Miscellaneous CNS neoplasms and cysts

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Miscellaneous CNS neoplasms and cysts

Diverse neoplasms covered in this chapter are:

In addition, there is a section on heterogeneous cysts/neoplasm-like entities.


Three entities are placed in a category labeled ‘other neuroepithelial tumors’ in the WHO classification (2007):


Though this rare neoplasm has yet to be defined nosologically, it is nonetheless a distinct entity. It occurs preferentially in the cerebral hemispheres of young adults and teenage children. Radiologically and at surgery, it is quite well circumscribed. The astroblastoma’s behavior is difficult to predict, though many have a relatively good prognosis, which accords with its circumscribed nature. A high mitotic count, microvascular proliferation, and necrosis do not necessarily connote an aggressive behavior, though these features, which have been regarded as ‘high-grade’ in some series, seem to be associated with a higher frequency of tumor recurrence. This neoplasm has yet to be allocated to a WHO grade.


The astroblastoma is usually a solid uniform mass of firm, yet slightly mucoid tissue, though cyst formation can occur. It is characterized microscopically by two particular features: astroblastomatous rosettes (Fig. 45.1) and a focal hyalinization of its vascular network (Fig. 45.2). The astroblastomatous rosette is centered on a capillary, onto which slightly stubby cytoplasmic processes project from uniform cells with round or oval nuclei. The tumor cells may have either indistinct cytoplasmic borders or an epithelioid appearance. Sometimes, they show artifactual perinuclear clearing, reminiscent of cells in most oligodendrogliomas. The mitotic count is variable, as is the presence of necrosis. Vascular proliferation is rarely like that seen in glioblastomas. Instead, the astroblastoma’s angiogenesis may sometimes simulate that found in pilocytic astrocytomas.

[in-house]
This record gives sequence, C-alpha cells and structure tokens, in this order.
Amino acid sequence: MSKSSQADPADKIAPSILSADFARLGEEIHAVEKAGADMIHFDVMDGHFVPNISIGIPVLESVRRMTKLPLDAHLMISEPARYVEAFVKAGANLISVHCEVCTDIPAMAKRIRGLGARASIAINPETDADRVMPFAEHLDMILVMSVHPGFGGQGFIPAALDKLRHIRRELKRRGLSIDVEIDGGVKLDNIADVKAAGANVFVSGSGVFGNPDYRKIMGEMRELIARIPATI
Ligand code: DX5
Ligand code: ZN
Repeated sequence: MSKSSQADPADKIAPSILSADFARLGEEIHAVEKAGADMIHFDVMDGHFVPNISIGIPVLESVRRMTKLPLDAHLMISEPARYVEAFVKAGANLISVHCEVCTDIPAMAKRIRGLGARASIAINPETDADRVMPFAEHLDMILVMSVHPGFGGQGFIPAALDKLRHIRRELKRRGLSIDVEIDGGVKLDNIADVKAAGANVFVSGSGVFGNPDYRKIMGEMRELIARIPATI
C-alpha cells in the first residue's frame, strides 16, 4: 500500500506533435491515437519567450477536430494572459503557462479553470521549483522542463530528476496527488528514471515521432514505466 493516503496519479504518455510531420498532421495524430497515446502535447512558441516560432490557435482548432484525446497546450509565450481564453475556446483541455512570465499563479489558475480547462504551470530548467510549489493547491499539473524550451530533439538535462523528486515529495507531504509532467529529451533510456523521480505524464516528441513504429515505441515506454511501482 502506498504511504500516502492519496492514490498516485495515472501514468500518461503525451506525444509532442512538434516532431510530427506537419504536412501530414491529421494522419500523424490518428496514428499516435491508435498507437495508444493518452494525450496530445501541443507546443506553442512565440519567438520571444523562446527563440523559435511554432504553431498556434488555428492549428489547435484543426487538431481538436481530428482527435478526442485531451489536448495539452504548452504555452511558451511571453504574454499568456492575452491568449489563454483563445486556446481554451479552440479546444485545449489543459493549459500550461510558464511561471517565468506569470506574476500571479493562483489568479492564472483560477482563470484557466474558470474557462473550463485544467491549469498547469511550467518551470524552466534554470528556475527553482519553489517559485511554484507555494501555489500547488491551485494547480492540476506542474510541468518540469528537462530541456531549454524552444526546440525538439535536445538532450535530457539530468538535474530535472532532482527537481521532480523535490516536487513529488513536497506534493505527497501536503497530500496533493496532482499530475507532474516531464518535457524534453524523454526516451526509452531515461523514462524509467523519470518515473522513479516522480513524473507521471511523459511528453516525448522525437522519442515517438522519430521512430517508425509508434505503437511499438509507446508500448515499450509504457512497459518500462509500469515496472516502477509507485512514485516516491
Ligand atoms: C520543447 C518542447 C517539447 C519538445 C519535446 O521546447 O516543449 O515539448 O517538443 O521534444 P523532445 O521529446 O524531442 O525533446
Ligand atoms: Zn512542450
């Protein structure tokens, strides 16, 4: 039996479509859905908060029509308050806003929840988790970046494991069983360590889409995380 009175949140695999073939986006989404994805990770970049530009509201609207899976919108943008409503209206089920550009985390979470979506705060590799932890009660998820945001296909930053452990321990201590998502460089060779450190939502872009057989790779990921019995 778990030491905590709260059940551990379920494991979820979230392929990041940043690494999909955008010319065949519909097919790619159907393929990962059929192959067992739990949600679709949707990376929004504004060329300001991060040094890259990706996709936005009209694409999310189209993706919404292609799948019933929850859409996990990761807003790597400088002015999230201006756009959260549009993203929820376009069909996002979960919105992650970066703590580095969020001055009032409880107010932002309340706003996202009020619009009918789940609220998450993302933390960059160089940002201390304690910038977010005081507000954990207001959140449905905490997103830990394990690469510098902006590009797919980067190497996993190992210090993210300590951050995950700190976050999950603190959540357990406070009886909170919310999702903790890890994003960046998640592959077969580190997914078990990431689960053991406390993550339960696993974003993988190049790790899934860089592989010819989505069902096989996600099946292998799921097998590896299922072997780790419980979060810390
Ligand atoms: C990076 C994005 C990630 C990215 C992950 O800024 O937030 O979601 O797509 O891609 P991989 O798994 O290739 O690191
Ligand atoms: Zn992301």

Astroblastomas are GFAP-positive, though this reactivity can be focal, even in areas that contain rosettes. Focal immunoreactivity can also be found with S-100 antibodies.


This recently described WHO grade I tumor of children and young adults is frequently associated with a history of intractable epilepsy. It usually occurs in the superficial cerebral cortex. The angiocentric glioma shares some histologic features with ependymal neoplasms, yet infiltrates adjacent brain diffusely, quite unlike ependymomas. Despite such infiltration, surgical resection is generally curative, a situation probably explained by the neoplasm’s slow growth and early presentation with epilepsy.


Macroscopically, angiocentric gliomas expand and distort involved brain. Microscopically, they consist of uniform cells with oval or spindle-shaped nuclei. Generally, cytoplasmic processes or borders are poorly defined, though some cells appear epithelioid. Characteristically, tumor cells have a distinctive alignment around blood vessels of varying caliber (Fig. 45.3), either parallel to blood flow or as a rosette with nuclei pointing to the lumen. Tumor cells are not within the perivascular space, a location often invaded by other types of diffuse glioma. Invasion of cerebral tissues is observed, in the manner of other diffuse gliomas, including a tendency to congregate around neurons. Necrosis and angiogenesis are absent, and dystrophic calcification is rare. Mitotic figures are very rare.

Neoplastic cells are immunoreactive for GFAP and S-100. Intracytoplasmic immunoreactivity for EMA is reminiscent of that seen in ependymomas (Fig. 45.3c), and microlumina with microvilli and cilia are evident at the ultrastructural level.


This rare neoplasm occurs in the third ventricle of adult patients, and often presents with obstructive hydrocephalus. It may have an intraparenchymal component, but appears circumscribed on neuroimaging. Its biologic behavior is generally low-grade (WHO grade II), but uncontrollable recurrence because of involvement of periventricular structures may follow incomplete surgical resection. Ultrastructural features, such as microvilli, support an ependymal origin.


The mucoid nature of this generally solid neoplasm may be apparent macroscopically. It is composed of cords or sheets of epithelioid cells variably set against a myxoid matrix, regions of which show microvacuolation and contain a lymphoplasmacytic infiltrate (Fig. 45.4). A few cells demonstrate fibrillary cytoplasmic processes, hinting at glial differentiation. Mitoses are absent or sparse. Tumor cells are GFAP-positive and immunoreactive for vimentin and CD34. Occasionally, a few cells are immunoreactive for EMA. Widespread immunoreactivity for EMA, but none for GFAP, distinguishes the chordoid meningioma from the chordoid glioma.